Across the SLS Program, swift progress is being made on several elements. The J-2X upper-stage rocket engine, developed by Pratt & Whitney Rocketdyne for the future two-stage SLS, is being tested at Stennis Space Center in Mississippi. The prime contractor for the five-segment solid rocket boosters, ATK of Brigham City, Utah, has begun processing its first SLS hardware components in preparation for an initial qualification test in 2013.

Explore further: End dawns for Europe's space cargo delivery role

More information: For more information about the Space Launch System, visit: www.nasa.gov/sls

add to favorites email to friend print save as pdf

Related Stories

NASA's new upper stage engine passes major test

Nov 09, 2011

(PhysOrg.com) -- NASA conducted a successful 500-second test firing of the J-2X rocket engine on Wednesday, Nov. 9, marking another important step in development of an upper stage for the heavy-lift Space Launch System (SLS). ...

NASA moves shuttle engines from Kennedy to Stennis

Jan 16, 2012

(PhysOrg.com) -- The relocation of the RS-25D space shuttle main engine inventory from Kennedy Space Center's Engine Shop in Cape Canaveral, Fla., is underway. The RS-25D flight engines, repurposed for NASA's ...

Sls avionics test paves way for full-scale booster firing

Apr 03, 2012

(PhysOrg.com) -- NASA has successfully tested the solid rocket booster avionics for the first two test flights of the Space Launch System, America's next heavy-lift launch vehicle. This avionics system includes ...

Recommended for you

The source of the sky's X-ray glow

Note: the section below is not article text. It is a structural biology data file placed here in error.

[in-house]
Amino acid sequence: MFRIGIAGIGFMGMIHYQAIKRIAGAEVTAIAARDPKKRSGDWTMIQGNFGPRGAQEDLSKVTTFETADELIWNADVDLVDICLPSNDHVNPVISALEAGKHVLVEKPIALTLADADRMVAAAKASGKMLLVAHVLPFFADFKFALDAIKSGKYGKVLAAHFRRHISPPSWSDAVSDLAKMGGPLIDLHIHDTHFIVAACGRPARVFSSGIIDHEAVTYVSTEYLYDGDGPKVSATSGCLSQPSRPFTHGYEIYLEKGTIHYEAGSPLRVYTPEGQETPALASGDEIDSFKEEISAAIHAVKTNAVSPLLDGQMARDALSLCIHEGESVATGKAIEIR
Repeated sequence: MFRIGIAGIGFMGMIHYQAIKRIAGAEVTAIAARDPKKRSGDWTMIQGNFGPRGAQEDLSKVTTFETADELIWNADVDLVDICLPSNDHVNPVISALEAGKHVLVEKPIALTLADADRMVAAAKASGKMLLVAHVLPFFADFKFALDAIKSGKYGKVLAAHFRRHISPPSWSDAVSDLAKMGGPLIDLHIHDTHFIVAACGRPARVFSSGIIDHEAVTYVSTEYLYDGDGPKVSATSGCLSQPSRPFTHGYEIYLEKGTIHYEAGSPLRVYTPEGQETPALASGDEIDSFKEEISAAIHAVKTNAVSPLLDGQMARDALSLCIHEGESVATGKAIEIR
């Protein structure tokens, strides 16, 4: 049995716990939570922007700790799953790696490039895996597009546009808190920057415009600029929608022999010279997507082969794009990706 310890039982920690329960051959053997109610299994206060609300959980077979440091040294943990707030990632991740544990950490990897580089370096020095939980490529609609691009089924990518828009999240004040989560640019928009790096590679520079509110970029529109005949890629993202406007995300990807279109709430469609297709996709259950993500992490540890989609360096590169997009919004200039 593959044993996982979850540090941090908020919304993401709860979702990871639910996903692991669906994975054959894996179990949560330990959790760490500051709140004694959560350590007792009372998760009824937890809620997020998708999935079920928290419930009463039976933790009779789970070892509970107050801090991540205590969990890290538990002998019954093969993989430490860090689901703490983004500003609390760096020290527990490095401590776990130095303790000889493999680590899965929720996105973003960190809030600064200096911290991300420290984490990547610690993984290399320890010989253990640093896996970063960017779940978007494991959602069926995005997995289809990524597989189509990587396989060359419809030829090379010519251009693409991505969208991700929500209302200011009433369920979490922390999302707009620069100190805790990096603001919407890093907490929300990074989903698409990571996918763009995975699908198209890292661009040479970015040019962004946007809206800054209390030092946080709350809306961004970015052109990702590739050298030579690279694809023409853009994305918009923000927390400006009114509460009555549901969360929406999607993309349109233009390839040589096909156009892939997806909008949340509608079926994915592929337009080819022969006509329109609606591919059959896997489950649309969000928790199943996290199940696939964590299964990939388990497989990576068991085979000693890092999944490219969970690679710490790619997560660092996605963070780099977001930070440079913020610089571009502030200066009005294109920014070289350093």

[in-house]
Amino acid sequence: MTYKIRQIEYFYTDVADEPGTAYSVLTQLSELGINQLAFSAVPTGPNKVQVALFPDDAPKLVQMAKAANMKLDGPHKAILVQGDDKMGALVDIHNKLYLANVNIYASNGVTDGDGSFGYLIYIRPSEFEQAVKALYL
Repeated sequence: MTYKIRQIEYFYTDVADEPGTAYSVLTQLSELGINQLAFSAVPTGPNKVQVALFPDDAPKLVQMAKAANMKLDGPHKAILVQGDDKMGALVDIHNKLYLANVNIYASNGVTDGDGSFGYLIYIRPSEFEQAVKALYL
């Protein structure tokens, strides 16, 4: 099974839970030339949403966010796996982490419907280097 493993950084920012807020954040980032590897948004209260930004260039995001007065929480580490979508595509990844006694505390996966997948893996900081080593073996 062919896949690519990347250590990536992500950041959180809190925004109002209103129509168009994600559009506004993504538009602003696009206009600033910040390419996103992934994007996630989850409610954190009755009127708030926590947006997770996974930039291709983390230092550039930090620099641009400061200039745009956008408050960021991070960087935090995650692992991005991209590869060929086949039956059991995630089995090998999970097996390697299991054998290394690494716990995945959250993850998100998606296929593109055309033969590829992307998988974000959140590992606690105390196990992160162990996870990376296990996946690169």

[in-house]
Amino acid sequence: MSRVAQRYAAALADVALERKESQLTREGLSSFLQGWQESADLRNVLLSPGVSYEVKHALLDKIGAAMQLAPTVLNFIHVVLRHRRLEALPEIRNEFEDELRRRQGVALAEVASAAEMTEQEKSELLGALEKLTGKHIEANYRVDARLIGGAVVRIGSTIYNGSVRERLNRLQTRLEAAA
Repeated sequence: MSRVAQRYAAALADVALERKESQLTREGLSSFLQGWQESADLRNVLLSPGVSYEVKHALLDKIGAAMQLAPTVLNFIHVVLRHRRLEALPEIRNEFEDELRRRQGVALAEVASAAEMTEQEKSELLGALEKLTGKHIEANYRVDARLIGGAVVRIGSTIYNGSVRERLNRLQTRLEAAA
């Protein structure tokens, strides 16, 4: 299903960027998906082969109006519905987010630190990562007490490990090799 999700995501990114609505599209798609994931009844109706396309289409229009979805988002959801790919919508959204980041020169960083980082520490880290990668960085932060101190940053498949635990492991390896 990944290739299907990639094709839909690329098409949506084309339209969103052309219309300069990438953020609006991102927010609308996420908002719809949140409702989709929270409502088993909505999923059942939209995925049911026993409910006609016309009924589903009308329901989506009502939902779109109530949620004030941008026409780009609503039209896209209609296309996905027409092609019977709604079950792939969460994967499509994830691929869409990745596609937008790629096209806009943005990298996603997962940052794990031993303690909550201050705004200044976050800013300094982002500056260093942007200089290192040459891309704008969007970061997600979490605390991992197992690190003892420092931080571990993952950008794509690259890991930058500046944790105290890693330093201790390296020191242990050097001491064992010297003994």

17 hours ago

In findings that help astrophysicists understand our corner of the galaxy, an international research team has shown that the soft X-ray glow blanketing the sky comes from both inside and outside the solar system.

End dawns for Europe's space cargo delivery role

Jul 27, 2014

Europe will close an important chapter in its space flight history Tuesday, launching the fifth and final robot ship it had pledged for lifeline deliveries to the International Space Station.

Giant crater in Russia's far north sparks mystery

Jul 26, 2014

A vast crater discovered in a remote region of Siberia known to locals as "the end of the world" is causing a sensation in Russia, with a group of scientists being sent to investigate.

NASA Mars spacecraft prepare for close comet flyby

Jul 26, 2014

NASA is taking steps to protect its Mars orbiters, while preserving opportunities to gather valuable scientific data, as Comet C/2013 A1 Siding Spring heads toward a close flyby of Mars on Oct. 19.

Bacteria manipulate salt to build shelters to hibernate

Jul 25, 2014

For the first time, Spanish researchers have detected an unknown interaction between microorganisms and salt. When Escherichia coli cells are introduced into a droplet of salt water and is left to dry, b ...

How do we terraform Venus?

Jul 25, 2014

It might be possible to terraform Venus some day, when our technology gets good enough. The challenges for Venus are totally different than for Mars. How will we need to fix Venus?

User comments : 1

Adjust slider to filter visible comments by rank

Display comments: newest first

wiyosaya
5 / 5 (1) Jun 22, 2012
I hope they have ironed out the safety issues from the previous incarnation of this rocket.